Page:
Kenya to fly flag at half-mast to honour Mugabe

Wednesday March 18 2020

It's all smiles as Zimbabwean President Robert Gabriel Mugabe is welcomed by his Kenyan counterpart Daniel Toroitich arap Moi at the Jomo Kenyatta International Airport in Nairobi. FILE PHOTO | MAXWELL AGWANDA


Kenyan leaders have paid tributes to Robert Mugabe following his death at the age of 95, announced on Friday.

Mugabe was Zimbabwe's first president after independence and ruled the country for 37 years before he was ousted in a military coup two years ago.

President Uhuru Kenyatta in his condolence messages said Mugabe would be remembered as a man of courage who was never afraid to fight for what he believed in even when it was not popular.

“In this moment of sorrow, my thoughts and prayers go out to his family, his relatives and the people of Zimbabwe who, for many years, he served with commitment and dedication,” a statement by President Kenyatta reads.

“Words cannot convey the magnitude of the loss as former President Mugabe was an elder statesman, a freedom fighter and a Pan-Africanist who played a major role in shaping the interests of the African continent,” he added.


Mr Kenyatta ordered that the national flag flies half-mast from Saturday to Monday as “a mark of respect for the memory of this African hero and friend of our country.”


Former president Mwai Kibaki termed the demise of Mugabe as the end of an era in Africa.

“It closes the chapter of Africa’s founding presidents whose commitment to the emancipation of the people of Africa remains enduringly remarkable. His share of downsides aside, Mugabe, no doubt, stood for the greater good of Africa,” he said.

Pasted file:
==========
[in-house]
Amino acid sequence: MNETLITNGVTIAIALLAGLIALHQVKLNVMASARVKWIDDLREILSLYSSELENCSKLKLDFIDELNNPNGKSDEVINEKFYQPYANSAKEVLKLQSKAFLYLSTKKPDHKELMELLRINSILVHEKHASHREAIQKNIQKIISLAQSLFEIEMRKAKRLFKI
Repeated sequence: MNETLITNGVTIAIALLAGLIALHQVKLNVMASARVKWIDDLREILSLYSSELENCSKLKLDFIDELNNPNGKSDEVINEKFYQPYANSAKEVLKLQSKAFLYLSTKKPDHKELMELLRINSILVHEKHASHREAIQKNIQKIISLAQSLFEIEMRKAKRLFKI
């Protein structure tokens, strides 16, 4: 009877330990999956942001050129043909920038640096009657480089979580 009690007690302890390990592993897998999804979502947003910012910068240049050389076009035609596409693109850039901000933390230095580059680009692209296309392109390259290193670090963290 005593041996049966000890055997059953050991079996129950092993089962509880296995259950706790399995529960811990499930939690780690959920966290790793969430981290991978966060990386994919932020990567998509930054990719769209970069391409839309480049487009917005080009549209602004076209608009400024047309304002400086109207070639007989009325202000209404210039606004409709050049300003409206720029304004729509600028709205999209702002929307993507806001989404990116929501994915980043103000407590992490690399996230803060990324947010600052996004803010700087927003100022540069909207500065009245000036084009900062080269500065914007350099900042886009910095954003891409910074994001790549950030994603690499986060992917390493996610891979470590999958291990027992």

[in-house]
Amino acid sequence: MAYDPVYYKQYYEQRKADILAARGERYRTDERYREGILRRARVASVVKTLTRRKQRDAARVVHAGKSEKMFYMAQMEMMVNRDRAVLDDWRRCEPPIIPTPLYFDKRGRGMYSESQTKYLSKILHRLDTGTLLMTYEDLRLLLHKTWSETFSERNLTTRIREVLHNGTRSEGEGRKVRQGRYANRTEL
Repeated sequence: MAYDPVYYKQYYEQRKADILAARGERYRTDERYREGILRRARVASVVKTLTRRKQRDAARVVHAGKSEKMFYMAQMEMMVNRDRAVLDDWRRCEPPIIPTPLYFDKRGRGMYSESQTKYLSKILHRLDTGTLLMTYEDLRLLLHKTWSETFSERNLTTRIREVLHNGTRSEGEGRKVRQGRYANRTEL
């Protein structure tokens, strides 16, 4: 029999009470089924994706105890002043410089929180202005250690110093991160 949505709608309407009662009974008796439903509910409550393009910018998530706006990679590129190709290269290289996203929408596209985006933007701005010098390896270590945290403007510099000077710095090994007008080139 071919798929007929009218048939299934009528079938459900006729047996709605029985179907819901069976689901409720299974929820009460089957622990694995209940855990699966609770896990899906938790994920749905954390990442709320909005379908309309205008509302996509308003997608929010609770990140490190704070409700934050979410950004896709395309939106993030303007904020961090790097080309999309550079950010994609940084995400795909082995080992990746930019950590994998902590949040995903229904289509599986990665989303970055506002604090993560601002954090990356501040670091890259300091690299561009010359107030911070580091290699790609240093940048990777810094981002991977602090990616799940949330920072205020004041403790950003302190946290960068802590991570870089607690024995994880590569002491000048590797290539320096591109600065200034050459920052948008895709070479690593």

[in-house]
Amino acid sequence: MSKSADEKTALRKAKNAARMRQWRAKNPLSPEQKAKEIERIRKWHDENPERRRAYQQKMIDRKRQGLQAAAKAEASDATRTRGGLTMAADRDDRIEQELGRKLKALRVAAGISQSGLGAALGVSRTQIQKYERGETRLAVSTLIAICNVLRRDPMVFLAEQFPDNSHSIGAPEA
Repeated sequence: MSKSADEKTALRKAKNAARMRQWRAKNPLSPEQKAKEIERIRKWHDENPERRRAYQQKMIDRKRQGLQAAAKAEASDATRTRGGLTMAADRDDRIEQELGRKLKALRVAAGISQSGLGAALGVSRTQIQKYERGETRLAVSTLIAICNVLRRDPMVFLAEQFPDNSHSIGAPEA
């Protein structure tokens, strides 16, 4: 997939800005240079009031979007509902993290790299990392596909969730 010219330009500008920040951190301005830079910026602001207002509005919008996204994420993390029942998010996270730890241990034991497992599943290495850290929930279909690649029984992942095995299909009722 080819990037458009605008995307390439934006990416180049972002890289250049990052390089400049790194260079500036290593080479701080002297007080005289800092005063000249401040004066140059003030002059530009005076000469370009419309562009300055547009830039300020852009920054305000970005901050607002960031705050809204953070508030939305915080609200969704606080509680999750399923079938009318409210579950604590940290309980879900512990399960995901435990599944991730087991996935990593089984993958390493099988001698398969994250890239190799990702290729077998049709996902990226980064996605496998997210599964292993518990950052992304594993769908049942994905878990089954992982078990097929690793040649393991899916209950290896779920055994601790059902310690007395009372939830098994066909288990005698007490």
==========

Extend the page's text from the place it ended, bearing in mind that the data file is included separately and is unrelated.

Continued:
Mr Kibaki's predecessor Daniel arap Moi, who marked his 95th birthday on Monday, mourned his fellow nonagenarian describing him as a legendary fighter in dismantling bastions of colonialism in Africa.

In his message, Mzee Moi recalled how Mugabe suffered long prison terms in the then Rhodesia in pursuit of freedom of his people and restoration of the dignity of the African personality.

Mugabe was imprisoned in 1964 and spent 10 years in jail. Rhodesian leader Ian Smith denied him leave to attend his four-year-old son's funeral who had died while he was behind bars.

“Alongside such compatriots as Joshua Nkomo, Leopold Takawira, James Chikerema and Ndabaningi Sithole, Mugabe brought down the seemingly indomitable hardline and racist regime of Ian Smith,” Mzee Moi noted.

He said Mugabe had etched for himself a station of honour in the history of the struggle for the emancipation of the oppressed.